In conversations about economic policy, commentators score major rhetorical points if they can portray themselves as “very serious.” They often succeed at this by acting “tough” and advocating hard sacrifices (almost always for other people). For example, Paul Krugman loves mentioning how Bowles and Simpson benefit from this strategy in the debate over budget deficits.
Underlying this bizarre rhetorical trick is the idea that mainstream economics is a dismal science. Because many economists dismally assume that “people are motivated principally by greed and that numerous constraints exist,” they effectively portray themselves as realists. And they’re able to get away with it through the classic pessimist’s argument: I would be an optimist if I could, but I’d rather be right.
While playing the pessimist card often works in economic debates, there’s a logical problem with classifying the discipline as dismal: mainstream economists are often unrealistically optimistic about the beneficial effects of individuals acting in their own self-interest (i.e. markets). When it comes to climate change, mainstream economics is more messianic than dismal.
I don’t know how many times I’ve heard that if we can get the price signals right with a carbon tax, we’ll be able to effectively deal with climate change. Let’s unpack this. The idea is that if we tax fuels that emit carbon dioxide at the right rate, we can perfectly balance the benefits of pollution with its costs and continue economic growth. While distributional issues worry leftists (who is “benefiting” from pollution and who is facing the costs today and in the future), more technical concerns should worry everyone.
At its core, a carbon tax attempts to use a market mechanism to correct for the fact that companies and consumers are not taking the social costs of pollution into account. Once they do so, GDP can go back to growing. Capitalism, saved from the crisis it created, can return to raising standards of living. But can a carbon tax and “green growth” save the system? Recent research suggests not: “decoupling [GDP and greenhouse gas emissions] as a main or single strategy to combine economic and environmental aims should be judged as taking a very large risk with our common future. To minimize this risk we need to seriously consider reducing our dependence on growth.” In short, the authors explain how continuing to prioritize economic growth will make it extremely difficult to meet international climate targets.
Furthermore, if we take any semblance of intergenerational equity as a starting point, the system needs technological progress to eventually break our unsustainable dependence on ecological services and natural resources. Otherwise, future generations will not have them. Recognizing the central role of finite natural resources in modern economic life, you have to be pretty optimistic to hope for this, let alone assume that it is inevitable. While a carbon tax would be an improvement over the status quo, it cannot internalize the root of the problem and support indefinite economic growth at the same time.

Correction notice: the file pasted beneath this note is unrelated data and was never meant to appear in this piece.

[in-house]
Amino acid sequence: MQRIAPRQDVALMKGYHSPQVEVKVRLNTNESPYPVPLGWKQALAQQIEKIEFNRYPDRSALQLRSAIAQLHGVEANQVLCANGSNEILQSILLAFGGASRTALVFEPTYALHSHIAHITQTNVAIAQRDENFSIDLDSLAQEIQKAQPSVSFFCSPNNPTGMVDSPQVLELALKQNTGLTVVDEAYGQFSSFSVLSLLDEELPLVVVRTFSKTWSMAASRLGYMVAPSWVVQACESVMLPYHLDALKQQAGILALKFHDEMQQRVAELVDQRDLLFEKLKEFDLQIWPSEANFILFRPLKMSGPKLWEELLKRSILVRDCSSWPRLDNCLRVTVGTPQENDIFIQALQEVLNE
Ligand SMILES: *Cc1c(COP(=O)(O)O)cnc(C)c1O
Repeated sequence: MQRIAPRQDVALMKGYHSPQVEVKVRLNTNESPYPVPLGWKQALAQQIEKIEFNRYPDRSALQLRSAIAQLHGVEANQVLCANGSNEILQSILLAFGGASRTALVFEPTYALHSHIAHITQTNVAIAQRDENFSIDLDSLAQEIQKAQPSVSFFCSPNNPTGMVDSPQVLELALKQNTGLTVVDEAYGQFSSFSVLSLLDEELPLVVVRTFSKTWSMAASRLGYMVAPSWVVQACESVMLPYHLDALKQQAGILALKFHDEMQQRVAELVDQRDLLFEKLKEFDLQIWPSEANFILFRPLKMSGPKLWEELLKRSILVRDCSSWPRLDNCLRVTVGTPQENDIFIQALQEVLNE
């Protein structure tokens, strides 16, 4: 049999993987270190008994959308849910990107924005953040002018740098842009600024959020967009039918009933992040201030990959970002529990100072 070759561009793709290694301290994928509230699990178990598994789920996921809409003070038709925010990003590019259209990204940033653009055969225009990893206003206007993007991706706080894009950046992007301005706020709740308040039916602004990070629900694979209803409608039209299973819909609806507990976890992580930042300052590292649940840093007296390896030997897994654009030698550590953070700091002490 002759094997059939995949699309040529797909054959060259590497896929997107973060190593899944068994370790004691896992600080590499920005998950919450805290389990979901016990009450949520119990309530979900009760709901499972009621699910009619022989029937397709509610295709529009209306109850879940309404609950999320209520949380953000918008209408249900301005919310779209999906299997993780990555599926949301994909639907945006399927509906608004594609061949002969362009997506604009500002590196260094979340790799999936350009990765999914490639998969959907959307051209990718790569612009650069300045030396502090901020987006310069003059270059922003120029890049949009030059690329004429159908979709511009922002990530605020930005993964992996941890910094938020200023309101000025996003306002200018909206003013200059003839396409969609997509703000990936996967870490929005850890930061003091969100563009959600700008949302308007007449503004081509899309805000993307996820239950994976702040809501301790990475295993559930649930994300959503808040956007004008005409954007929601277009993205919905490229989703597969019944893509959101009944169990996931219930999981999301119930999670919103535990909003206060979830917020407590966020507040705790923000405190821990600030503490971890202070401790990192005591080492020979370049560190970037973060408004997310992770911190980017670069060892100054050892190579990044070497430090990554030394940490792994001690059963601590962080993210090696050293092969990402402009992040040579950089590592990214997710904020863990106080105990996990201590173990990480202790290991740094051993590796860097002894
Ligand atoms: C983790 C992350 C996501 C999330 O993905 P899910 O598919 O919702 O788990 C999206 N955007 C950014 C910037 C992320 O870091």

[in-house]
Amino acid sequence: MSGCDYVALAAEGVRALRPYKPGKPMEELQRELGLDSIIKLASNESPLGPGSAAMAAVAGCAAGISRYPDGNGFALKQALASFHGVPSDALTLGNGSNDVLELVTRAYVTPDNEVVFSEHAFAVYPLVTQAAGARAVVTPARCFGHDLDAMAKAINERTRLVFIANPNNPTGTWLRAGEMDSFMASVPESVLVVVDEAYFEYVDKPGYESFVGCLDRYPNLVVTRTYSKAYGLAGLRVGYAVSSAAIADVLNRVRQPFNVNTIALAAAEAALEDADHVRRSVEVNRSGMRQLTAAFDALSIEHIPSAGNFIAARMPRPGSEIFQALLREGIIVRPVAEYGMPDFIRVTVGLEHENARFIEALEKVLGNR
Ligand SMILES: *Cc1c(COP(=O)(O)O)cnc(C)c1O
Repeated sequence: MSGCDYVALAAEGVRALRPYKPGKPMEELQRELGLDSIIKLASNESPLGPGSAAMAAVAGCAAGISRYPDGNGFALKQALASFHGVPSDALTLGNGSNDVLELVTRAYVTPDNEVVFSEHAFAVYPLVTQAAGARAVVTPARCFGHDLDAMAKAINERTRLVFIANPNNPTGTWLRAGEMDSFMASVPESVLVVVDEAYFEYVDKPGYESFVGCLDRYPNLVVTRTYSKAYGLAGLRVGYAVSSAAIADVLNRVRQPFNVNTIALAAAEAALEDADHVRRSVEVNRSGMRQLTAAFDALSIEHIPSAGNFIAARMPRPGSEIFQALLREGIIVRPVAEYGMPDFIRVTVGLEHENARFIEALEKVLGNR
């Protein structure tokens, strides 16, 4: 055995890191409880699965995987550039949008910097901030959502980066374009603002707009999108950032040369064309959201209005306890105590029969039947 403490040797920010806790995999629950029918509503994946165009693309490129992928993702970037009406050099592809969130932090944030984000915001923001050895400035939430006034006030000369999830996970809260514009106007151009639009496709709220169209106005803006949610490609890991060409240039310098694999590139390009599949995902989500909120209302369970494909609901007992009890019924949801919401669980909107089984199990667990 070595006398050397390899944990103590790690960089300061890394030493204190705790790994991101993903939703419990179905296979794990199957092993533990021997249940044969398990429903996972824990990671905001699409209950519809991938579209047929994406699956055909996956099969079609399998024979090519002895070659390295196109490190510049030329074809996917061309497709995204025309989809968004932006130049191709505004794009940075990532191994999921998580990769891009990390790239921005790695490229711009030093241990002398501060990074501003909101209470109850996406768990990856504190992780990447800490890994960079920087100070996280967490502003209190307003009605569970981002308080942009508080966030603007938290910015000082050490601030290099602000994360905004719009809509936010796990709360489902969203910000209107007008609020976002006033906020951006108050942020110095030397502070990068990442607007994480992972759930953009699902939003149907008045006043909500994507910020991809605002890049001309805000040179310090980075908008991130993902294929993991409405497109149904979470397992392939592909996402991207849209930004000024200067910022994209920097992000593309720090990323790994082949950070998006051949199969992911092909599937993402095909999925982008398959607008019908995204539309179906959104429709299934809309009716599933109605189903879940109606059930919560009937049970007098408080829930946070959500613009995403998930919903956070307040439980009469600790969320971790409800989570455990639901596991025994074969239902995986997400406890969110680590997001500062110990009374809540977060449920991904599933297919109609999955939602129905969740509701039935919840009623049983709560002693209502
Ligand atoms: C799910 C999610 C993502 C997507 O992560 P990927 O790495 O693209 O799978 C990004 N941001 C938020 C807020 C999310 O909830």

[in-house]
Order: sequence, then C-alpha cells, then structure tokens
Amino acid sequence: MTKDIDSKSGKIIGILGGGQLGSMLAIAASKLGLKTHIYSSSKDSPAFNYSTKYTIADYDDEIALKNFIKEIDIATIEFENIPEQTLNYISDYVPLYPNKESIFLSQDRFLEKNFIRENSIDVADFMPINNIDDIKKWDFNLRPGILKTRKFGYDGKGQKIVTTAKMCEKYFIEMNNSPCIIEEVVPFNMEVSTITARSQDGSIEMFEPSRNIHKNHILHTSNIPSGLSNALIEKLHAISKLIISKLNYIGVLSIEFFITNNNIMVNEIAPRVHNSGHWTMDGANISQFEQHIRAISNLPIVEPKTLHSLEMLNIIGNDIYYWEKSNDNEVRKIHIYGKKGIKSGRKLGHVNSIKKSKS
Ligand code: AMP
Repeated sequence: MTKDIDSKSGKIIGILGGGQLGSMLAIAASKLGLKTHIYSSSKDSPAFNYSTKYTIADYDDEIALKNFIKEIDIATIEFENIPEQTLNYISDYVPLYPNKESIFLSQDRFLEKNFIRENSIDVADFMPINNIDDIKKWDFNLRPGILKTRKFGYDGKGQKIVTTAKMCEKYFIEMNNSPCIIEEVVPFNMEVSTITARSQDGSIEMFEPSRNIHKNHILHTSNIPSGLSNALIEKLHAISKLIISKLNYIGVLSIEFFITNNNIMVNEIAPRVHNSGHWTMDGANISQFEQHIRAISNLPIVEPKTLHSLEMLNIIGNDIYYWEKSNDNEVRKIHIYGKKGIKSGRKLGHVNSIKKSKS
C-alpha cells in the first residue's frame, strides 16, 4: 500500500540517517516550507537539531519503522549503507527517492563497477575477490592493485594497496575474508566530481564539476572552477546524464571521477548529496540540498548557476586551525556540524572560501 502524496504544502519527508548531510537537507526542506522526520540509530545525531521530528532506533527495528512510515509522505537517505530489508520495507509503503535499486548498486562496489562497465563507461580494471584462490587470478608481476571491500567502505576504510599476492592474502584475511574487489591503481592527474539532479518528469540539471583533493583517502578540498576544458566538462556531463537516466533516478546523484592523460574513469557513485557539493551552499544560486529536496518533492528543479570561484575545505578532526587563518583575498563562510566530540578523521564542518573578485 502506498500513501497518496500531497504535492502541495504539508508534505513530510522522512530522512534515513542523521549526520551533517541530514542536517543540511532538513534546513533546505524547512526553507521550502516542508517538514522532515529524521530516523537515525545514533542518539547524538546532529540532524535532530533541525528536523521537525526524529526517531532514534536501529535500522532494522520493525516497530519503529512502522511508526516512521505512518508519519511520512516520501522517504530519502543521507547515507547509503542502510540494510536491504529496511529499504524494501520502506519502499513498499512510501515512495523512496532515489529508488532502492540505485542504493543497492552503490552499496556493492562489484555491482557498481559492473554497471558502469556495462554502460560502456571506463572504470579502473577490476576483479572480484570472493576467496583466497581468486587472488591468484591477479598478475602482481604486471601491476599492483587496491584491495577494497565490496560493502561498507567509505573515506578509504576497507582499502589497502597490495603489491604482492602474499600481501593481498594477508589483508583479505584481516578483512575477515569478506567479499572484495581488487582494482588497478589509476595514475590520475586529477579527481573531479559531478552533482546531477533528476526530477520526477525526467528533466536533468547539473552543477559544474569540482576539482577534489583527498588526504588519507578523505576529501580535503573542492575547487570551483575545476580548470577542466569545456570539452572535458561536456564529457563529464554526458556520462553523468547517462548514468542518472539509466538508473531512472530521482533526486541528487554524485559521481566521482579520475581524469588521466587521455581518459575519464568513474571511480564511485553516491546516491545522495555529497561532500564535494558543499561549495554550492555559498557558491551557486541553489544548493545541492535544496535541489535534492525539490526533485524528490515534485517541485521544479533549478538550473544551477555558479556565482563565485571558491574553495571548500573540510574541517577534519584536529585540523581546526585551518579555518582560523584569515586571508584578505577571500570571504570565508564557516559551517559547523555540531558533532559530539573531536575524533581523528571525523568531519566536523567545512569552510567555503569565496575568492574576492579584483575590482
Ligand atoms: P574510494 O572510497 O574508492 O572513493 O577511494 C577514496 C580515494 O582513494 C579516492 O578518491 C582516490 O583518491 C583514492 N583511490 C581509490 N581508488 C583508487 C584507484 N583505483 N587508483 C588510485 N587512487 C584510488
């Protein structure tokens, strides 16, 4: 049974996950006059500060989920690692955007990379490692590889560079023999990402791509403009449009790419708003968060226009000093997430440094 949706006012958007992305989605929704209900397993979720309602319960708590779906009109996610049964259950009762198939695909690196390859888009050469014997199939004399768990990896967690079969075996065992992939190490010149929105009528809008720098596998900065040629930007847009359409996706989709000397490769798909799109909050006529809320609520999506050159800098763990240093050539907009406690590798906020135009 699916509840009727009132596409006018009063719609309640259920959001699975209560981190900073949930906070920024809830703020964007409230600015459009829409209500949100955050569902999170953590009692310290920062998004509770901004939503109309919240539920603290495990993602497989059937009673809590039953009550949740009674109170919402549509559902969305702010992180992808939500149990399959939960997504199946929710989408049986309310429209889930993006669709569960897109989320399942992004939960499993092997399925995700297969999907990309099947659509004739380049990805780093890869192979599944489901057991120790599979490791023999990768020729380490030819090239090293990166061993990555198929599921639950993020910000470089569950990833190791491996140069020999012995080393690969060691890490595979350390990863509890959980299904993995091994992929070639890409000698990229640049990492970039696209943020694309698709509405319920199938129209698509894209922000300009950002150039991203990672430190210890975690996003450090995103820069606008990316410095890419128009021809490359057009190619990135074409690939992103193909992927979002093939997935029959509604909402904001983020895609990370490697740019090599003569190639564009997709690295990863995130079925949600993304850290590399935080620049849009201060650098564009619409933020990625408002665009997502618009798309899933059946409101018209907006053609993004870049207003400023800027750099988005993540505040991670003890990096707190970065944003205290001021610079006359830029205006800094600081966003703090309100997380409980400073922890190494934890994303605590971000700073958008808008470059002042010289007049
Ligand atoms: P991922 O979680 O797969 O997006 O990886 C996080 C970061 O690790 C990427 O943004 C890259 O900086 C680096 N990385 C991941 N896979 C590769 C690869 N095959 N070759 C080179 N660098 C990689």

That mainstream economists’ faith in markets to solve wicked problems allows them to assume that infinite growth is not only possible but inevitable is nothing short of messianic. While mainstream economics can contribute to the conversation about climate change, its models and assumptions are silencing other essential schools of thought, which often point to contemporary damages on the front lines and intertemporal ethical issues.
So what do real solutions look like? First, we can recognize that GDP ≠ our standard of living. Living well is about much more than consumption. We can live better in general with less in total.
Second, we can attack the stories that support GDP growth. The degrowth movement and Naomi Klein’s recent book, This Changes Everything, certainly offer some examples. While I haven’t read Klein’s book yet, the Jacobin review offers choice quotes such as, “'[O]ur economic system and our planetary system are now at war… and it’s not the laws of nature that can be changed.’” Clearly, the messianic science deserves significant blame for its incessant cheerleading.
It’s long past time that we stop treating mainstream economic analysis about climate change as the only serious way to approach the problem. After all, mainstream economists break the number one rule about performing seriousness – they’re unwilling recognize the scope of the problem and advocate difficult changes. While religion is sometimes the opiate of the masses, mainstream economics is certainly the sleeping pill of the chattering classes when it comes to climate change.
Notes: I added a small addition about wicked problems.